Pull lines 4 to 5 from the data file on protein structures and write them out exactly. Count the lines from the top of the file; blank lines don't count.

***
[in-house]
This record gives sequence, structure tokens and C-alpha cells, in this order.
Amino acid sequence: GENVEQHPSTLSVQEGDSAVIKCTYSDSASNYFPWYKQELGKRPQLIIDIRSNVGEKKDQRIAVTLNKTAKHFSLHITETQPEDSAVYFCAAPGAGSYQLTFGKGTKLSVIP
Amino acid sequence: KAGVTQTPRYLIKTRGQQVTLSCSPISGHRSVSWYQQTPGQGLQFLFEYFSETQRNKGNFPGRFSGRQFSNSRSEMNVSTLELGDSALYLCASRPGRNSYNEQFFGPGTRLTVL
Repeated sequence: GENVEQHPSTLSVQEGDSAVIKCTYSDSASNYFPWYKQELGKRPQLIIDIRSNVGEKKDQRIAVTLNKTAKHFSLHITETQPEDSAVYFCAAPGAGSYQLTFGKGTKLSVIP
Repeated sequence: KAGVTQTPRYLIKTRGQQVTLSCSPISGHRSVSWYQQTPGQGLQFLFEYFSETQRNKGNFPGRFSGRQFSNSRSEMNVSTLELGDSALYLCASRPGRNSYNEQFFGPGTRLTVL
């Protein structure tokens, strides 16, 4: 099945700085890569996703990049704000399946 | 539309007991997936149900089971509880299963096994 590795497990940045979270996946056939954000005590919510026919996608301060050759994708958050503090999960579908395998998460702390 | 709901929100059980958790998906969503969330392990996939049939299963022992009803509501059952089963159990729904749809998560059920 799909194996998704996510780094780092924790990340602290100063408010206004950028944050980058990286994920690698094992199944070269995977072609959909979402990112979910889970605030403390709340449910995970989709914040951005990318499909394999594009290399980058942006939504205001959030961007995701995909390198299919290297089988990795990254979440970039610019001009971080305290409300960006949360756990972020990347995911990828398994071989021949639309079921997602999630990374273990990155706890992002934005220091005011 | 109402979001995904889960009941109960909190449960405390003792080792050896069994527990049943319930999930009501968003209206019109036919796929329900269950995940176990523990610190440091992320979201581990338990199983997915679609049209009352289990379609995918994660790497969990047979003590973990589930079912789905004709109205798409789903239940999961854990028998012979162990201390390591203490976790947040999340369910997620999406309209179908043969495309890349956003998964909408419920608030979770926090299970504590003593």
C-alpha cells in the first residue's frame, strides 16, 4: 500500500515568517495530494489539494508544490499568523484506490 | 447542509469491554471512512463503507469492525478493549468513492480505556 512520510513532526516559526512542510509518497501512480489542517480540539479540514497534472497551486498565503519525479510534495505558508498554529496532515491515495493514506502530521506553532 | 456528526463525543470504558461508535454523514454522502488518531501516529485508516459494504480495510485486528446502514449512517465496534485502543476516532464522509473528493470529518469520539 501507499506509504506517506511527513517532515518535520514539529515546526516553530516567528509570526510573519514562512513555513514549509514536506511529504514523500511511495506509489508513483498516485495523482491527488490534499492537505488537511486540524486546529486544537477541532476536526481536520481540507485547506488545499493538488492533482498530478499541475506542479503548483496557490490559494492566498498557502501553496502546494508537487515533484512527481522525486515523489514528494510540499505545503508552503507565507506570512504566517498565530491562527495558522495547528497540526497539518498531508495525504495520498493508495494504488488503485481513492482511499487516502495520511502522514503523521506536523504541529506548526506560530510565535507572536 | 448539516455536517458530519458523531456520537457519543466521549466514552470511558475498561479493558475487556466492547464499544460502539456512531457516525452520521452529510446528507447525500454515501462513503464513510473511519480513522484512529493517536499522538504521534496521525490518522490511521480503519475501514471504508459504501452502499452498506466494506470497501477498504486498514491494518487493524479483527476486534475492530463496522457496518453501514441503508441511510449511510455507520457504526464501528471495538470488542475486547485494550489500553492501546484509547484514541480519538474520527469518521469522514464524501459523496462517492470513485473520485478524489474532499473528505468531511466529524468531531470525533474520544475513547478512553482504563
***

Amino acid sequence: KAGVTQTPRYLIKTRGQQVTLSCSPISGHRSVSWYQQTPGQGLQFLFEYFSETQRNKGNFPGRFSGRQFSNSRSEMNVSTLELGDSALYLCASRPGRNSYNEQFFGPGTRLTVL
Repeated sequence: GENVEQHPSTLSVQEGDSAVIKCTYSDSASNYFPWYKQELGKRPQLIIDIRSNVGEKKDQRIAVTLNKTAKHFSLHITETQPEDSAVYFCAAPGAGSYQLTFGKGTKLSVIP